Less than a week away from the unveiling of the Academy Award nominations, a question near the top of many Oscar pundits' minds is whether or not "Skyfall" can actually crack a Best Picture nomination. What seemed a long shot just two months ago has since become a far less fanciful notion, as the 23rd official entry in the James Bond franchise has consolidated its strong reviews and gangbusters box office with a healthy precursor showing, most notably with the guilds.

Javier Bardem's surprise SAG nod was a good sign, as was yesterday's Art Directors' Guild mention, but the best news was a nomination for the Producers' Guild award earlier this week. Add that to what is likely to be a healthy haul of BAFTA nominations next week, and things are looking as good as they could be for the veteran spy.

Of course, it's just as easy to imagine the film being relegated to the technical categories. As "The Dark Knight" reminded us only a few years ago, popcorn franchise entries -- even the classiest ones -- struggle to be taken seriously by the Academy. Moreover, the 007 franchise is one for which the Academy has never had much use: only seven films in the series have ever been nominated for Oscars (in below-the-line categories only, to boot), and the last of those was "For Your Eyes Only" in 1981.

But while a sizeable audience will be disappointed in "Skyfall" fails -- as I suspect it narrowly will -- to secure a top nod, the Academy has a contingency plan  in place. It was announced today that next month's Oscar telecast will include a tribute to the franchise to mark its 50th anniversary.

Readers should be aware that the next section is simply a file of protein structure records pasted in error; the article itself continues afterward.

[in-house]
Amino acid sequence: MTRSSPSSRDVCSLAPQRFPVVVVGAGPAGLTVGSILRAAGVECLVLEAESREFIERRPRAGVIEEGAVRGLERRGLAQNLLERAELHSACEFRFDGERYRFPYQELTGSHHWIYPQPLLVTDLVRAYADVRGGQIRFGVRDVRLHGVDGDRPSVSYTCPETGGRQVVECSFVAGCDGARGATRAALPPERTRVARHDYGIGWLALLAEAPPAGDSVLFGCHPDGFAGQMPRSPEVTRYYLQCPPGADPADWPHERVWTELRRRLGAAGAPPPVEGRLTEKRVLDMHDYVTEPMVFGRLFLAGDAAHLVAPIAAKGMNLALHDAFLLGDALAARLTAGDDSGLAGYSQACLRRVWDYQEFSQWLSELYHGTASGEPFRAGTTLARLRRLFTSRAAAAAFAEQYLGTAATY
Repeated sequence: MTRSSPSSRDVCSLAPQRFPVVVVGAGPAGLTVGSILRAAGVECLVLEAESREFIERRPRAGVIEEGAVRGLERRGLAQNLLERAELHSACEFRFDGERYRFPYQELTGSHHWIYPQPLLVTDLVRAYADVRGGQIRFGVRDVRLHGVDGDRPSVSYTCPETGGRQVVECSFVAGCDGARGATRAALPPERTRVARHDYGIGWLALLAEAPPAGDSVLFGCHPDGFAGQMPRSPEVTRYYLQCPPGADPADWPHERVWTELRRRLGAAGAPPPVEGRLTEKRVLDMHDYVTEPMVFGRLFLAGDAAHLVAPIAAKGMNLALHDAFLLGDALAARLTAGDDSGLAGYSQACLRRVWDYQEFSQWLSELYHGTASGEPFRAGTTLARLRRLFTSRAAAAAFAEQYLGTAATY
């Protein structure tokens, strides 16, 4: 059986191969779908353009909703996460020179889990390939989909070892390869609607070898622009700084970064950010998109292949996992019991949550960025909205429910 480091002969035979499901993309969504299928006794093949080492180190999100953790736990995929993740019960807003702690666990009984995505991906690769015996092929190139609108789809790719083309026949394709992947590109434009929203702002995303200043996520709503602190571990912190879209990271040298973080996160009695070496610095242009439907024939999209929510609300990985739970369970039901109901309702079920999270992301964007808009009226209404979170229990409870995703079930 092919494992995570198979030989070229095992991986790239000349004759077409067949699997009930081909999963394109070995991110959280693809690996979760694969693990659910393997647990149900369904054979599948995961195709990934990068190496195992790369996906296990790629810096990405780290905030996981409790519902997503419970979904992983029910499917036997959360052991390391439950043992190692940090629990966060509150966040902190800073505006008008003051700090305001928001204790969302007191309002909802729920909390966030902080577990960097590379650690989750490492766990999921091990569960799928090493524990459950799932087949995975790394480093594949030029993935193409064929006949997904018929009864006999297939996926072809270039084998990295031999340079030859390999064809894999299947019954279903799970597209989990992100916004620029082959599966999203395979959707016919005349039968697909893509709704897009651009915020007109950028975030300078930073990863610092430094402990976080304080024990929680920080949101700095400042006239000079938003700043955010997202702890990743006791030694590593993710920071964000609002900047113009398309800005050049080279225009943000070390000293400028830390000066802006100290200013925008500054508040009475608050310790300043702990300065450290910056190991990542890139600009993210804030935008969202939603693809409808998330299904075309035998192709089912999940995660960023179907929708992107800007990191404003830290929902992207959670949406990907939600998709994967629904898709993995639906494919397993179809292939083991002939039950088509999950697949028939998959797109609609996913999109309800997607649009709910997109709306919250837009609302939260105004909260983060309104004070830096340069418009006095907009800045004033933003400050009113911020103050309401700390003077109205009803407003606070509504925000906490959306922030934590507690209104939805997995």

Telecast producers Craig Zadan and Neil Meron offered this statement: “We are very happy to include a special sequence on our show saluting the Bond films on their 50th birthday. Starting with ‘Dr. No’ back in 1962, the 007 movies have become the longest-running motion picture franchise in history and a beloved global phenomenon.”

I take "special sequence" to mean one of those montages so beloved of Oscarcast producers, but the gesture is more significant than the execution. Though the Academy sometimes uses the ceremony to lightly point out their own blind spots -- that limp horror montage two years ago springs to mind -- it's rare for them to celebrate particular films and series outside of a competitive or honorary context.

If "Skyfall" doesn't nab the Best Picture nod, the tribute could be seen to serve as a tacit apology, and a tip of the hat to a series that has maintained and even improved standards over the years. If it does, it might seem a little unorthodox for one nominee to receive the extra attention -- but since it's never going to win, the Academy safely has all bases covered.